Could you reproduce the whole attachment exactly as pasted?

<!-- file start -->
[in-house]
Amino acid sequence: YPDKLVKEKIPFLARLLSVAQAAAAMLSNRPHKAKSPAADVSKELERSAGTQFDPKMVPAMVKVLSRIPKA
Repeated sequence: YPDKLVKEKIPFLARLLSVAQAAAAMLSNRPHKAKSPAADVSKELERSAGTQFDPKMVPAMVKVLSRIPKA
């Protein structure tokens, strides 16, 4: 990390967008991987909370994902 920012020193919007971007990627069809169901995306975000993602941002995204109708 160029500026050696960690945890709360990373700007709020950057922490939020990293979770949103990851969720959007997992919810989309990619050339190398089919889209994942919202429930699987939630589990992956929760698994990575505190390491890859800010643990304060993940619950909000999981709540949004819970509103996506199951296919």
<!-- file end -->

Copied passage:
[in-house]
Amino acid sequence: YPDKLVKEKIPFLARLLSVAQAAAAMLSNRPHKAKSPAADVSKELERSAGTQFDPKMVPAMVKVLSRIPKA
Repeated sequence: YPDKLVKEKIPFLARLLSVAQAAAAMLSNRPHKAKSPAADVSKELERSAGTQFDPKMVPAMVKVLSRIPKA
């Protein structure tokens, strides 16, 4: 990390967008991987909370994902 920012020193919007971007990627069809169901995306975000993602941002995204109708 160029500026050696960690945890709360990373700007709020950057922490939020990293979770949103990851969720959007997992919810989309990619050339190398089919889209994942919202429930699987939630589990992956929760698994990575505190390491890859800010643990304060993940619950909000999981709540949004819970509103996506199951296919």